How may the historian characterize the Zeitgeist of the twentieth century? Is there, in fact, a distinctive spirit of the age? Is the twentieth century an “age” at all? For Egon Friedell, writing in the interwar years, the contemporary period marked the end of a sense of reality and certainty; man had lost his grip on truth. In The Shape of Things to Come, H. G. Wells’s imaginary historian of the far future described the twentieth century as the Age of Confusion. W. H. Auden calls it an Age of Anxiety, Franz Alexander an Age of Unreason, Arthur Koestler an Age of Longing, Pitirim Sorokin an Age of Crisis, Morton White an Age of Analysis, Karl Mannheim an Age of Reconstruction. This is also the air age, the atomic age, the space age; the century of total war, of the common man, of totalitarianism. It is postmodern, or post-Christian, or even posthistoric.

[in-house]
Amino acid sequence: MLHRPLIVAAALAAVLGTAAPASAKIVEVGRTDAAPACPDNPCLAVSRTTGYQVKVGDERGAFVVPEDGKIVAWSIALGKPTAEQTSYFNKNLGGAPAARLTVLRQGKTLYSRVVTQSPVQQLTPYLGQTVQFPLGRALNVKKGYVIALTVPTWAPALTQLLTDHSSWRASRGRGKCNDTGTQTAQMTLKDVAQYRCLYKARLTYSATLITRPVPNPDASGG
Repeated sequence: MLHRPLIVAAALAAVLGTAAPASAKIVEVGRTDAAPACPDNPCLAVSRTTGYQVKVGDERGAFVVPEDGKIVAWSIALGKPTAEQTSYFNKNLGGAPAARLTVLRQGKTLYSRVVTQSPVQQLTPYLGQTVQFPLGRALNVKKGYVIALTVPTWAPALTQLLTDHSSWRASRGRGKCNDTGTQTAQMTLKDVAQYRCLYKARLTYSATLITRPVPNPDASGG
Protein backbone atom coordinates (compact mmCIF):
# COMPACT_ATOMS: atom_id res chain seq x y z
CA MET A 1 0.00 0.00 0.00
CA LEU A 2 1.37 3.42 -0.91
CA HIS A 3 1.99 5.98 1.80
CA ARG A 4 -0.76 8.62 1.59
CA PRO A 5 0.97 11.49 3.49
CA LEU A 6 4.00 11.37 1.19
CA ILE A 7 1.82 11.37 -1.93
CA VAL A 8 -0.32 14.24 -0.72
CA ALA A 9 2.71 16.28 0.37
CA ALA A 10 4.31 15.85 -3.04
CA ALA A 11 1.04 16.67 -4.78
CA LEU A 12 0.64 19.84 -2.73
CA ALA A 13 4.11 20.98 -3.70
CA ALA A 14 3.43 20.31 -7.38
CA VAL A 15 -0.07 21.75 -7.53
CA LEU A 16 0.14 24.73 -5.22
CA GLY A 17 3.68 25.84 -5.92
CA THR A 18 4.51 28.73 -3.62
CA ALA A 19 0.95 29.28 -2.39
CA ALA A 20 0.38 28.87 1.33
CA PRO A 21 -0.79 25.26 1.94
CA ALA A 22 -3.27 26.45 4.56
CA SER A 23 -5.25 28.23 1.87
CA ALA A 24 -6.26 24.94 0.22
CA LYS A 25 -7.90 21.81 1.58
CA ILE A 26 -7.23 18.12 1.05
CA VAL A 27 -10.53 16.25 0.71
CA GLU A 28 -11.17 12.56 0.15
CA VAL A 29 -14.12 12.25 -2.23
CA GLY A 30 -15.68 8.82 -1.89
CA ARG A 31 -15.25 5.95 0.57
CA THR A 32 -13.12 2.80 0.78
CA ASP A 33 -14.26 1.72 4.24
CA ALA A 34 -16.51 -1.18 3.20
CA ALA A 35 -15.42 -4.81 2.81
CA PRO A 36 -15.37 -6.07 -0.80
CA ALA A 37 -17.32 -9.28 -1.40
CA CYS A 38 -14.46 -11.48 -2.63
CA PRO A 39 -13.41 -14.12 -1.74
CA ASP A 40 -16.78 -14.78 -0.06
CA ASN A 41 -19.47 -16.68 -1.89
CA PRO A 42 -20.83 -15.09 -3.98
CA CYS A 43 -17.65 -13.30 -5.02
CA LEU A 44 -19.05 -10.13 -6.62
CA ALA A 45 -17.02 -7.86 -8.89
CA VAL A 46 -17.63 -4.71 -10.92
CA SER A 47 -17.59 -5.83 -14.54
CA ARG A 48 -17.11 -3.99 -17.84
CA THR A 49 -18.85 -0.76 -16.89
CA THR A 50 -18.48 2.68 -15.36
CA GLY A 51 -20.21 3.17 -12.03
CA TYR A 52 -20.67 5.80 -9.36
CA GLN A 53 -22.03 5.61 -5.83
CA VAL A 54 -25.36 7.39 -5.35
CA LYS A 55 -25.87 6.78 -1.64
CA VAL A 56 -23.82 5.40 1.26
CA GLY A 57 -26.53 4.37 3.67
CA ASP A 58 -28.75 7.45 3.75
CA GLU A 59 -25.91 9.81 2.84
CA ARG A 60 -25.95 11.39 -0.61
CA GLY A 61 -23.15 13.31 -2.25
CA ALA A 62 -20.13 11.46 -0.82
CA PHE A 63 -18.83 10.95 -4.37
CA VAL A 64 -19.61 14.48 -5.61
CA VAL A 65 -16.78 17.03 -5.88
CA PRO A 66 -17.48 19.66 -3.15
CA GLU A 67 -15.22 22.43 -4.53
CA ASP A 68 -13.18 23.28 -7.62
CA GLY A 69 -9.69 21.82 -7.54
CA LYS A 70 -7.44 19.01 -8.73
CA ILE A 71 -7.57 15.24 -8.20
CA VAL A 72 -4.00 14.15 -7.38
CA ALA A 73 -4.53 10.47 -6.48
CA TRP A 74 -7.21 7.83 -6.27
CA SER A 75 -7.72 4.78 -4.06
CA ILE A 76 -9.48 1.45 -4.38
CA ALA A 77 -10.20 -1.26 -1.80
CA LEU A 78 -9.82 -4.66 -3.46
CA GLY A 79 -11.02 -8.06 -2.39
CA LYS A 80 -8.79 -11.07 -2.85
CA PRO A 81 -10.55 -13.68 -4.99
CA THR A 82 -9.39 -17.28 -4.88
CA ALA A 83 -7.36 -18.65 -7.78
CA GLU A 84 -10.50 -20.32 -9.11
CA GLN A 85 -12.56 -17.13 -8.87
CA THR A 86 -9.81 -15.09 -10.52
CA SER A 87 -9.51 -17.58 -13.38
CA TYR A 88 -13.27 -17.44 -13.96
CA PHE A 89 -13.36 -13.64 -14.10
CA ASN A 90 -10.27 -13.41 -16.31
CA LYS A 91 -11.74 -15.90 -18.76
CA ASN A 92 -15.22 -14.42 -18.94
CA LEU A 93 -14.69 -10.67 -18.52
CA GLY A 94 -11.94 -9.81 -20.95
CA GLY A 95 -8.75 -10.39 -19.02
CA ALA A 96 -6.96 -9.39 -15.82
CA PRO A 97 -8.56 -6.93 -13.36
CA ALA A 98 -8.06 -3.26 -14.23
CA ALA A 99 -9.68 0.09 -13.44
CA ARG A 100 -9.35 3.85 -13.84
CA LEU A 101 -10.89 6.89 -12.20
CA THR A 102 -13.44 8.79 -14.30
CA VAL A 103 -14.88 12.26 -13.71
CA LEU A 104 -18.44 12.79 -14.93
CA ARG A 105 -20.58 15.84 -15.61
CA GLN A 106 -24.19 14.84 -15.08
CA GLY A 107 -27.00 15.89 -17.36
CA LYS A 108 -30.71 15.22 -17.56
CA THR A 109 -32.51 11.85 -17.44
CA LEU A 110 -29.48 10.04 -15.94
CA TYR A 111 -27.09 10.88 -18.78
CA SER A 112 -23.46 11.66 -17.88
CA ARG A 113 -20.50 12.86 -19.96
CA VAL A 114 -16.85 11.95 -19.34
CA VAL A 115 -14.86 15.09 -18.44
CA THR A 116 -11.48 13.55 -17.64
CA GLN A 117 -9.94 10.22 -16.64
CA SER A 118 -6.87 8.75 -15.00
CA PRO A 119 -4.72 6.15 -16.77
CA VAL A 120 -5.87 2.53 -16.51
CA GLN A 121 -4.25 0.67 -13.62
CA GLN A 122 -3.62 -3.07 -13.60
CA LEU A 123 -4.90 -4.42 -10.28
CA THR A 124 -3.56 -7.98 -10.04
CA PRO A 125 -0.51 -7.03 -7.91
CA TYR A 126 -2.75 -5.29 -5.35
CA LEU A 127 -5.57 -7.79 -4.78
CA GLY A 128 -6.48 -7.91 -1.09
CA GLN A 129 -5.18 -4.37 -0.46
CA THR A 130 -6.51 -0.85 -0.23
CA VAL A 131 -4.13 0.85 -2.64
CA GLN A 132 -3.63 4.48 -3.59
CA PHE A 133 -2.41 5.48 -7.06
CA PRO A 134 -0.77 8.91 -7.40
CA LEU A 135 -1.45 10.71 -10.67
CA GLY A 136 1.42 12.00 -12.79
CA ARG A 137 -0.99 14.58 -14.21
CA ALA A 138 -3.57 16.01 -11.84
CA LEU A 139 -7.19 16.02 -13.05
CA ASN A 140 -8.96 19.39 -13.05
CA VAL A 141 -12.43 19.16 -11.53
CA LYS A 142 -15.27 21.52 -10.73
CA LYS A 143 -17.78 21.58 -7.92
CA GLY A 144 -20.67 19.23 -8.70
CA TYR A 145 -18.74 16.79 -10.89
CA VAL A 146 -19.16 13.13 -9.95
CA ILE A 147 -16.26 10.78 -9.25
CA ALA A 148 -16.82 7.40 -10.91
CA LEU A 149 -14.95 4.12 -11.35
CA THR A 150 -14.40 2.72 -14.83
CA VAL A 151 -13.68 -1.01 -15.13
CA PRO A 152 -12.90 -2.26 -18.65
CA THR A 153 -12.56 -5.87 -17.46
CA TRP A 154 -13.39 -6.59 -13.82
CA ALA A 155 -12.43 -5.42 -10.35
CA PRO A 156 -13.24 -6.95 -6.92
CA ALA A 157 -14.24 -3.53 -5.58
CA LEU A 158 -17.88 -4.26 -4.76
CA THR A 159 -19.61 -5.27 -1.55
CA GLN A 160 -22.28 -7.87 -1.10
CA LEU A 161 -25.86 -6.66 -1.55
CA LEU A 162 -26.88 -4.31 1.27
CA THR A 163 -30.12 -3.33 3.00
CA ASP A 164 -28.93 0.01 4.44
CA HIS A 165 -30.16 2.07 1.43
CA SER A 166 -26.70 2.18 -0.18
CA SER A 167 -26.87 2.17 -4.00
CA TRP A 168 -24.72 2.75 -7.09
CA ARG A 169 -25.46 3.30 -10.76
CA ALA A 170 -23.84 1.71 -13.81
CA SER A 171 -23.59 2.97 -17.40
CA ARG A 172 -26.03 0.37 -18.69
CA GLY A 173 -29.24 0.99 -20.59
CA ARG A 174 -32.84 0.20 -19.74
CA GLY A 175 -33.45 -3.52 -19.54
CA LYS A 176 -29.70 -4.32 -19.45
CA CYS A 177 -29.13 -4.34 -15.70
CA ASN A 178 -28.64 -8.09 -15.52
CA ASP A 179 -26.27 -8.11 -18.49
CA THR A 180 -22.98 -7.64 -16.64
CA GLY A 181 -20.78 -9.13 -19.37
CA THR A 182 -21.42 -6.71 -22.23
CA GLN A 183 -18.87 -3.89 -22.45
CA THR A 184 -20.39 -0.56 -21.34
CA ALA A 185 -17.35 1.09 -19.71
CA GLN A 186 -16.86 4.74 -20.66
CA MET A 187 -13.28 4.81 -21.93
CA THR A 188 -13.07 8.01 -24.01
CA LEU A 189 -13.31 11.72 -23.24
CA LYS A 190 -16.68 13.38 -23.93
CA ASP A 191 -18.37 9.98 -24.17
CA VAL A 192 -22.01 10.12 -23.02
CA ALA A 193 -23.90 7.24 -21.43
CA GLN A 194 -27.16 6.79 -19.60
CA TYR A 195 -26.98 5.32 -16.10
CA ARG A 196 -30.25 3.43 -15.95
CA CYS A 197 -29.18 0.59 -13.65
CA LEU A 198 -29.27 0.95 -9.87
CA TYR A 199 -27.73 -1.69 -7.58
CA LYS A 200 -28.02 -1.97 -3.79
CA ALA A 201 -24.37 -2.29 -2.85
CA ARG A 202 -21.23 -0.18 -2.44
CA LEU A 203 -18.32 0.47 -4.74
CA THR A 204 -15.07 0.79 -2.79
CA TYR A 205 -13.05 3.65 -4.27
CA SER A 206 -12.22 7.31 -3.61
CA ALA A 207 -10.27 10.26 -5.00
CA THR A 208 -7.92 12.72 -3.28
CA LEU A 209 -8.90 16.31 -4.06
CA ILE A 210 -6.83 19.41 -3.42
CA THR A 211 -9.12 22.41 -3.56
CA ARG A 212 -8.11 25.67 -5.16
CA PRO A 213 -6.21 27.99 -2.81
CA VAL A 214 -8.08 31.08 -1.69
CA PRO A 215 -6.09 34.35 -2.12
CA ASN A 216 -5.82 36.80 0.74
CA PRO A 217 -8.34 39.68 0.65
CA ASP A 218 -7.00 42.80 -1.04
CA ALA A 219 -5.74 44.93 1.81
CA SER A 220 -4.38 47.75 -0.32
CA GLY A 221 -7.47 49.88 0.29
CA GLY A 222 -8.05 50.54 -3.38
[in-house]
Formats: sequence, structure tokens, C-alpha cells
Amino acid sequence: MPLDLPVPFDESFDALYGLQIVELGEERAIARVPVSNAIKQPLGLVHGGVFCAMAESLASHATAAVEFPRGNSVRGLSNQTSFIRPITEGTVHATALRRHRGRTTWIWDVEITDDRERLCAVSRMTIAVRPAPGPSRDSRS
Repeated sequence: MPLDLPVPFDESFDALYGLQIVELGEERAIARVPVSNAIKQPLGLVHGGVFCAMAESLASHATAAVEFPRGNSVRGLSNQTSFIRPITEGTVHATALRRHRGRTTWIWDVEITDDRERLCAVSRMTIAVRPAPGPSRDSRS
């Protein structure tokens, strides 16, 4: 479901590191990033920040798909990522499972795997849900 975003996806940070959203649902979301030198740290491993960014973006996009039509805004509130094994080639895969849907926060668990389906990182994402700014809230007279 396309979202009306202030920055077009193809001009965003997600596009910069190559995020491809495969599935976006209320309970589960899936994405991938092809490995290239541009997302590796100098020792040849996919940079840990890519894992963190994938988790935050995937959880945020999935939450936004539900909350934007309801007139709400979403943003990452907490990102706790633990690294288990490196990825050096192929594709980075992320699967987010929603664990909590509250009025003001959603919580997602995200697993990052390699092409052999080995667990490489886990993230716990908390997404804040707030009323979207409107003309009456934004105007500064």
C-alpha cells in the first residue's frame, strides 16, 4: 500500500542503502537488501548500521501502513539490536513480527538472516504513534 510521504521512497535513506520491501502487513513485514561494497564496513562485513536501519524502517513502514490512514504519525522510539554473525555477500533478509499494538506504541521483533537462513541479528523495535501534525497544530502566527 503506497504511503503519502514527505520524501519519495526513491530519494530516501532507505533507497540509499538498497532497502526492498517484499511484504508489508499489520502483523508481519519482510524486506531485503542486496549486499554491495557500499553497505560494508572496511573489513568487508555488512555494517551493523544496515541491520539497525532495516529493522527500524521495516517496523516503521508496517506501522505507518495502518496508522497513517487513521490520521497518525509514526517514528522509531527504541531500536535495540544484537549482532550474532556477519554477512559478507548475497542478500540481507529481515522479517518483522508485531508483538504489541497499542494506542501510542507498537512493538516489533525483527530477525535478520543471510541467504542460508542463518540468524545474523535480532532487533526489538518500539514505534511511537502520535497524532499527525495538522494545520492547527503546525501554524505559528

KeywordsDepression Europe Logical Positivism Recent Century Tempo
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